I cringe at the mere recall of my initial SEO strategy… It was so bad. I wish I had paid more attention to the SEO gurus, read more articles and studied more before diving into blogging and attempting to rank my posts!
Below I’m going to share eight of the horrible mistakes I made when I first started out so you don’t have to make them!
1. Writing Too Much
Uh-huh… Yep. You can actually write too much. Who would’ve thought it…!
Most pro bloggers write anything between 700 and 4000 words per article. Anything less than 700 is pretty poor going and the search engines aren’t likely to find that acceptable.
BUT, saying that, on the flip side, you can create posts that are TOO long too.
Unless the article is one of the most incredibly compelling articles you’ve ever written, avoid going over 6,000 words as people are unlikely to have the time to read it. if you have that much to say, try creating two 3000 word articles instead.
2. Super Slow Site Loading Time
Bruno Cervera / Unsplash
3. Not Using HTTPs
You’ve probably noticed that almost everyone these days uses SSLs.
Google prefers sites which use HTTPS over HTTP so definitely add an SSL certificate to your blog. This process is a bit technical so if you’re unsure how to do this, don’t risk it and hire someone who can do this for you.
4. Having Too Many Roundup Posts
Roundups, also known as curated posts, are absolutely fantastic. They look great, and they bring in tonnes of Pinterest traffic.
You can assemble a load of awesome ideas from other bloggers along with their stunning images to offer some truly helpful and super visually stimulating posts.
BUT here’s the catch…
They often don’t contain much copy! Usually, people just throw a load of images with links to the original posts together, a couple of lines describing the finds, and then they leave it at that.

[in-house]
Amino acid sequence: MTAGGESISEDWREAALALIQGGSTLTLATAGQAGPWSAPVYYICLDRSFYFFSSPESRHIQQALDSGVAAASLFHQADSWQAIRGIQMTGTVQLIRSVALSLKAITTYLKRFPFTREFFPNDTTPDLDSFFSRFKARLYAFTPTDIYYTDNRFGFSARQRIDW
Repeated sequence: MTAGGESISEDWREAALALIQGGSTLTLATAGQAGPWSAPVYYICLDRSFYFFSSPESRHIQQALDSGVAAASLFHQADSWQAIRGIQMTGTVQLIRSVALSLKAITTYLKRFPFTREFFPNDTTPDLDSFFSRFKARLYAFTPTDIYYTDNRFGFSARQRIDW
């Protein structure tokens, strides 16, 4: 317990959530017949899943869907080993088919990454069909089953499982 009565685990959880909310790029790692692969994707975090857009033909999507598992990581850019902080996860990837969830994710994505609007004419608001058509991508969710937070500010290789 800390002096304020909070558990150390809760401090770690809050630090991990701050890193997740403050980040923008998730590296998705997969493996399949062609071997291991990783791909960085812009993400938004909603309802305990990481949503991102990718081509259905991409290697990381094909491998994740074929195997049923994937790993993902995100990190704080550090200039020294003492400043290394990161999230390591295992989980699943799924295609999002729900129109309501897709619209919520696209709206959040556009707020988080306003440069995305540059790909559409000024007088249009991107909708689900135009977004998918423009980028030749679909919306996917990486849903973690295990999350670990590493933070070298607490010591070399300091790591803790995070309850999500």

Google does not like this… At all. Nope, not one bit.
You may even eventually get a ‘thin content’ penalty which will adversely impact your rankings and the amount of traffic to your site will decrease.
That’s really bad for business! Plus you can’t reach as many people as you did before.
You can avoid being penalized by creating say, one roundup post for every 8-10 posts consisting of at least 900 words each along with images (stock or your own). Also, when you create a round-up, include at least 700 words!
5. Forgetting to Complete Your Meta Descriptions
raw pixel / Pexels
Some search engine optimizers will argue with you all night long about how important meta descriptions are. Some will tell you they’re completely unnecessary…
I’ll admit that in the world of SEO, there are some truly confounding and contradictory statements that are often made by apparent ‘gurus’. The reality is this; Google has never and may never, ever publish a document stating exactly what it takes to rank a site in their results pages.
We have found what works well purely through trial and error and some best practices that have been issued by Google in the past.
That is all.
Personally, I think meta descriptions are very important and you should fill them out for each and every one of your posts.